|School Name||75th LSAT||50th LSAT|
|Florida A&M University||150||147|
|Florida Coastal School of Law||152||149|
|Florida International University||159||158|
The average age of law students is 25 or younger. Only 20% of law students are 30 or older. While only a small percentage of law students are above the age of 40, there have been several successful older graduates.Is Columbia law worth it? ›
Columbia University is ranked No. 4 (tie) in Best Law Schools. Schools are ranked according to their performance across a set of widely accepted indicators of excellence.
Is Harvard or Columbia better for law? ›
Harvard University tied with Columbia University for fourth place in U.S. News & World Report's 2023 ranking of best law schools. The rankings knock the Cambridge law school out of U.S. News' top three this year — Yale and Stanford retained the top two spots, followed by the University of Chicago.Is GPA or LSAT more important? ›
While LSAT is the most important factor, GPA is still significant. When you get down into schools lower in the rankings (outside the top 10 schools), numbers alone become an even better predictor of how likely you are to get into a specific school. LSAT is still the more important number than GPA.What percentile is a 162 on the LSAT? ›
In a clip from the show, Kim revealed to sisters Khloé and Kourtney that she failed the important test. In order to pass, Kim needed a score of 560. She scored 474.What did Elle Woods get on her LSAT? ›
As you probably know, the LSAT is scored from 120 to 180. Elle Woods was able to raise her score from a 143 to a 179 just by diligently preparing.Has anyone ever aced the LSAT? ›
Getting an LSAT score of 180 or a “perfect score” is extremely rare. According to data published by the Law School Admissions Council (LSAC), from 2006-2009 of all LSATs administered, approximately 144,000 per year, only 0.1% received a 180.Which Ivy League is best for law? ›
As the best law school in the nation, Yale is an Ivy League school that has gained an impressive reputation for itself in the legal world. This law school is best known for constitutional law, in which it ranks number one, and commercial and international law, where it ranks number four.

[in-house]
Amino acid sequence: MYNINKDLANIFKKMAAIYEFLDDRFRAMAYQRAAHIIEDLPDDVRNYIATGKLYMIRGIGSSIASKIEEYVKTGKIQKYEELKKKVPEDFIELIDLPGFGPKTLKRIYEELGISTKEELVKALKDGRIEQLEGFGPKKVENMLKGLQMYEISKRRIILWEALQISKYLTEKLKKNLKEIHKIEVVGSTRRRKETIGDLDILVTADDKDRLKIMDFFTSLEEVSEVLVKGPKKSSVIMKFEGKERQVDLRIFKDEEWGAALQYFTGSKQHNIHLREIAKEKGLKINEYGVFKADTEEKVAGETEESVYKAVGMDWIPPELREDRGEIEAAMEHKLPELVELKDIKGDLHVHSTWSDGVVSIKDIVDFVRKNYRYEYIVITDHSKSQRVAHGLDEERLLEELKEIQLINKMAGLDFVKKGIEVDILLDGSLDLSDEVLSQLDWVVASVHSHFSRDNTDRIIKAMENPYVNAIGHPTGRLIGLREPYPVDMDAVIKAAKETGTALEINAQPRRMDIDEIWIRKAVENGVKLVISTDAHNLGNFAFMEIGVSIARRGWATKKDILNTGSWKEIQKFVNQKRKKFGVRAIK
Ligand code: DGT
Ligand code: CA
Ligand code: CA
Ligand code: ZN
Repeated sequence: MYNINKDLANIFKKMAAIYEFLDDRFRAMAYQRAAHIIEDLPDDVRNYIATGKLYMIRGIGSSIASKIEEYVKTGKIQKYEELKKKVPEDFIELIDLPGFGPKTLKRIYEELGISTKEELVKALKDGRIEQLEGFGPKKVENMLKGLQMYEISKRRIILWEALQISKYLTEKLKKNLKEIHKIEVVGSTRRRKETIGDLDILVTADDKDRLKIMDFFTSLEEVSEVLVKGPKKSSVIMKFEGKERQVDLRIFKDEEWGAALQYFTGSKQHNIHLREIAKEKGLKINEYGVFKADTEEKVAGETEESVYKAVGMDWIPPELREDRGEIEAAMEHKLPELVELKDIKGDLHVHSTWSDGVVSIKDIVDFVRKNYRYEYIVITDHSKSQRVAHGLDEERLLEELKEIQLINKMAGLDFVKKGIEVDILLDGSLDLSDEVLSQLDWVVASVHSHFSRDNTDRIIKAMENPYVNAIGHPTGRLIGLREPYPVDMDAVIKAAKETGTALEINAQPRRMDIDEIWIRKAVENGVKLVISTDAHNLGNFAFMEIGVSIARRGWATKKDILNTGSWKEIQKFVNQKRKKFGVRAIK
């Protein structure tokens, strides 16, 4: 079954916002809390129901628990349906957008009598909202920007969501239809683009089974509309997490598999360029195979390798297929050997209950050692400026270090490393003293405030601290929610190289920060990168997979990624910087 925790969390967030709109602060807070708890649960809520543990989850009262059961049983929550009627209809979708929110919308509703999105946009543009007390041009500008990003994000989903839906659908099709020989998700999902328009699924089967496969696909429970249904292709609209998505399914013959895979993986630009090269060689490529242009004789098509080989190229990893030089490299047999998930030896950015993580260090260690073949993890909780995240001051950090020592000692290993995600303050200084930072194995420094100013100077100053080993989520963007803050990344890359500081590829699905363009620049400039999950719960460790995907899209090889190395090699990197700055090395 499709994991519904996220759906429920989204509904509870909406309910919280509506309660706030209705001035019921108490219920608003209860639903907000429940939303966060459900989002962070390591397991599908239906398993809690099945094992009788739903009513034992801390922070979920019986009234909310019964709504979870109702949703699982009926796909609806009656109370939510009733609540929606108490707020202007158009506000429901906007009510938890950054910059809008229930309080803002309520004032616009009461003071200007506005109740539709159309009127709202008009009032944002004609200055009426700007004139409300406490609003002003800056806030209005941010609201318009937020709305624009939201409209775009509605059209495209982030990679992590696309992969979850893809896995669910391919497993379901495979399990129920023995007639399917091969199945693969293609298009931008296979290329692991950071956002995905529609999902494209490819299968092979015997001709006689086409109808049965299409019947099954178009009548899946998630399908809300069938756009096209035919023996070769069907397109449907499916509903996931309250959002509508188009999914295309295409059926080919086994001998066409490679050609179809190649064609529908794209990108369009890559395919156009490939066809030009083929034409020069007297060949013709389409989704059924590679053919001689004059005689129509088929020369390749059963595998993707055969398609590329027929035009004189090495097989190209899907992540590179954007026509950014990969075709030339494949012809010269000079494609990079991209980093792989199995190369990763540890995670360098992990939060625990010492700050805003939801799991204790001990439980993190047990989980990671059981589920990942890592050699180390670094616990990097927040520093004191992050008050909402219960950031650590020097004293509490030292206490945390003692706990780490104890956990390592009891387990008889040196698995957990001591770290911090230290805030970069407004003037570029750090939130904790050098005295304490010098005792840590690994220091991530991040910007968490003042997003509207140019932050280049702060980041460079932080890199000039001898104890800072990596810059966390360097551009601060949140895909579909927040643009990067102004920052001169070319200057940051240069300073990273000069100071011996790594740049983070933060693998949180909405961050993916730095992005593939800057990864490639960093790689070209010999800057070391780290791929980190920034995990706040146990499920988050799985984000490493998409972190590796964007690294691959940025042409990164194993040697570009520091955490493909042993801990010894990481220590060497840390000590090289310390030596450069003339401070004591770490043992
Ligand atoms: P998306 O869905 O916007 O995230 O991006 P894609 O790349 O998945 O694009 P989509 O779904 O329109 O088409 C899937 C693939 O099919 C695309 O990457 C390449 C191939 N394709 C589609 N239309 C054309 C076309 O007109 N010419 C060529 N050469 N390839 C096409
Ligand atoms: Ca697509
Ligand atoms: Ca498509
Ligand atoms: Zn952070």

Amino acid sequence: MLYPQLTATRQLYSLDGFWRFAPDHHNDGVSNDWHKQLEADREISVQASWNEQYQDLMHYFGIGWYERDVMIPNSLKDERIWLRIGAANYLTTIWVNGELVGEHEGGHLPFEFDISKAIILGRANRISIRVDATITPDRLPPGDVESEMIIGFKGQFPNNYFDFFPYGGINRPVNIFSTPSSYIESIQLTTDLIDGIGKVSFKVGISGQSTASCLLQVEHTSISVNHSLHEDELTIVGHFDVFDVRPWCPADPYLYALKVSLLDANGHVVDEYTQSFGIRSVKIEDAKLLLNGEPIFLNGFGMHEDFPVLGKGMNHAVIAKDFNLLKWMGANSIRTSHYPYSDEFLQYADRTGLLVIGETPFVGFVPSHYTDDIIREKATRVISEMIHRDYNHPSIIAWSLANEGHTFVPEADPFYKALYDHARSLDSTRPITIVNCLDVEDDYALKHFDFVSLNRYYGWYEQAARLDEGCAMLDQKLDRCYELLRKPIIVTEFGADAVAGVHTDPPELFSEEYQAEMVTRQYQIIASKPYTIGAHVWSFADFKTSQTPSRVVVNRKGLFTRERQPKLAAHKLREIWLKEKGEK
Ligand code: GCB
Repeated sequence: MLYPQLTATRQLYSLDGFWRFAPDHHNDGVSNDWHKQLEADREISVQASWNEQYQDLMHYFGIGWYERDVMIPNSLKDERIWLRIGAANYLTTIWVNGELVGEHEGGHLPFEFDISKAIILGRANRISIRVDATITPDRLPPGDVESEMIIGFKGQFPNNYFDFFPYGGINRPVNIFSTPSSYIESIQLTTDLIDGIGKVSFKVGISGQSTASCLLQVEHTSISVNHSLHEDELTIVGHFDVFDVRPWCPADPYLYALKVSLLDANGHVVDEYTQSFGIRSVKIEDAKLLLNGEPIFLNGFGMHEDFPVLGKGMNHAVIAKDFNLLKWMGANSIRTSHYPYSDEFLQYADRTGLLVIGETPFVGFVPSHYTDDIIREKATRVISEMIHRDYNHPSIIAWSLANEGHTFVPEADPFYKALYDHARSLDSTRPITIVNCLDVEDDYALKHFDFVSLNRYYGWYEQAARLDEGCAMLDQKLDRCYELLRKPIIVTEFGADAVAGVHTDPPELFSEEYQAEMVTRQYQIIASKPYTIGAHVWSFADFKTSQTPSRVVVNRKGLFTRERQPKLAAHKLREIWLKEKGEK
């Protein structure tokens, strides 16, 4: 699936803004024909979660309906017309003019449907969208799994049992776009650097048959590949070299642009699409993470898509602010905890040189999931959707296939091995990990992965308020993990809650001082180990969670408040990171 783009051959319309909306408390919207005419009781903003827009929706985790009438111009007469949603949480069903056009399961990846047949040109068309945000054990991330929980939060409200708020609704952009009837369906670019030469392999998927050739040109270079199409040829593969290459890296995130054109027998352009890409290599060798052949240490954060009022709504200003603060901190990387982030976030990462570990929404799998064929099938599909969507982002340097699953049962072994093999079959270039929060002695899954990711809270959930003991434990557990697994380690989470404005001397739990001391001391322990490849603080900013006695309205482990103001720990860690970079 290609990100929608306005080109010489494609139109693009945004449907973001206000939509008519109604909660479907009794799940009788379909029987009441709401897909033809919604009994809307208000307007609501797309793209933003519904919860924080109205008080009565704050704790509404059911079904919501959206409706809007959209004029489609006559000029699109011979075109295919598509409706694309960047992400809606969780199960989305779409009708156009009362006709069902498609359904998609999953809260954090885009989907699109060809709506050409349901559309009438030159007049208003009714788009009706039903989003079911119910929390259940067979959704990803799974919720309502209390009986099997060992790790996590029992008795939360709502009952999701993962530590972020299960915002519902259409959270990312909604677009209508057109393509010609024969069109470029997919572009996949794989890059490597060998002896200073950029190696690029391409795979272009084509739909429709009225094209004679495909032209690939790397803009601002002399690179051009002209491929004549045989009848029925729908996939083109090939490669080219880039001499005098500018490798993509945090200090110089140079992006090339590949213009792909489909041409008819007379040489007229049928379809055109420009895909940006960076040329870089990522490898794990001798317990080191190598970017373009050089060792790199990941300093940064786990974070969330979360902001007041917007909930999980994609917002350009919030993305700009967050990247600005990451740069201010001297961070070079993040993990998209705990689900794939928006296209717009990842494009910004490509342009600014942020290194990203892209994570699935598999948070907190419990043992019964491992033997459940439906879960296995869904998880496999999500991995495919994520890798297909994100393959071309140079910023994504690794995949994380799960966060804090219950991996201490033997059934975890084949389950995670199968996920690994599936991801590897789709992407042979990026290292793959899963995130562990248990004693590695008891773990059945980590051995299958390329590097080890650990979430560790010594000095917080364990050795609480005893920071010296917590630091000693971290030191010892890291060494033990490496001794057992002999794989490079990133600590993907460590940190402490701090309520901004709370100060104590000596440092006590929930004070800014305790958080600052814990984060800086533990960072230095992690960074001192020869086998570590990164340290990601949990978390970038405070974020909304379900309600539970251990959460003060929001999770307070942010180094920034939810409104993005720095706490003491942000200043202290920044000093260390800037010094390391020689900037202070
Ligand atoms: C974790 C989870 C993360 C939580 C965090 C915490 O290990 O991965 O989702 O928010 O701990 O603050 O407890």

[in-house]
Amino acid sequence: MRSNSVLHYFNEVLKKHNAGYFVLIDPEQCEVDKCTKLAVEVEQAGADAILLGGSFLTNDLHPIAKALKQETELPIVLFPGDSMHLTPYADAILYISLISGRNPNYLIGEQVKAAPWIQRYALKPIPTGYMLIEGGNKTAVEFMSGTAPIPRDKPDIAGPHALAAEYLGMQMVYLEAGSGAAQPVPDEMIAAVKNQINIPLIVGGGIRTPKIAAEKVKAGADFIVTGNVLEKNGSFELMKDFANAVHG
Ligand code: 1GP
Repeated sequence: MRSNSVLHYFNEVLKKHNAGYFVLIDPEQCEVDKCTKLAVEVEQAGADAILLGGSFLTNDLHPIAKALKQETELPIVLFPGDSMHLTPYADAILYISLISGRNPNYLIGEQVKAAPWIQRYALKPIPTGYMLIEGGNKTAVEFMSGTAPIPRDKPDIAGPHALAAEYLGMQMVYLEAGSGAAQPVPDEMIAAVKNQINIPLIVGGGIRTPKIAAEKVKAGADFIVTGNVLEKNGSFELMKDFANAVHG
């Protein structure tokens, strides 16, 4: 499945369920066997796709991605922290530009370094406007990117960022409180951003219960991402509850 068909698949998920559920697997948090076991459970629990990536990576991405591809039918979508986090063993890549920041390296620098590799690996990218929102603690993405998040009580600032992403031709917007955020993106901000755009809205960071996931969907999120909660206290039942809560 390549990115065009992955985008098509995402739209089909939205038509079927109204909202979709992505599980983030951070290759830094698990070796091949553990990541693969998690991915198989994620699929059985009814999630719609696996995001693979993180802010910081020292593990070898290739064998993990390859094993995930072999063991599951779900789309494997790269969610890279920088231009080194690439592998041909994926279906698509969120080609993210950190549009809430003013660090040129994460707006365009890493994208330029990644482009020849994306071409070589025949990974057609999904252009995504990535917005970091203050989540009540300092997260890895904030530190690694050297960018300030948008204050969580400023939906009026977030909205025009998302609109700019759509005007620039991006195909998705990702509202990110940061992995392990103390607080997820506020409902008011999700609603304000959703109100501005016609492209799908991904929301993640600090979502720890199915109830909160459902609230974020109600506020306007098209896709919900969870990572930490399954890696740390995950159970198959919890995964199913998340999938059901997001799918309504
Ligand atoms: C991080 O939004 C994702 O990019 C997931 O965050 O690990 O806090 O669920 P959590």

Tier 1 schools include: Stanford, Harvard, Princeton, Yale, MIT, UChicago, Caltech, Columbia, Brown, Northwestern, The University of Pennsylvania, Dartmouth, Duke, Vanderbilt, Cornell, Johns Hopkins, and Rice.Which is better Columbia or Cornell? ›
While still remaining the 17th best university in the nation, Cornell has now surpassed Columbia University, which saw a significant drop this year in rank, falling from No.
How rare is a 180 on the LSAT? ›
With the LSAT, the percentile for a 180 is 99.97%. Thus, in numerical terms, if you have a 180, then in a room of 10,000 people you have one of the three highest scores. With roughly 100,000 LSATs administered in the past year, that would suggest that about 30 people received a perfect score.Is the LSAT harder than the MCAT? ›
While the LSAT relies less on extensive background knowledge than the MCAT, the lengthy, complex reading material can be challenging for some test-takers. Conversely, the MCAT has a simple, straightforward structure but requires in-depth comprehension of complex medical and scientific principles.How rare is a 170 LSAT? ›
170 score: Scoring a 170 on the LSAT is almost always considered a good score — that means you are in the 2-3% of test-takers. Still, it won't guarantee you admission at a top law school. Other parts of your application are still a factor.Will a 180 LSAT get you in anywhere? ›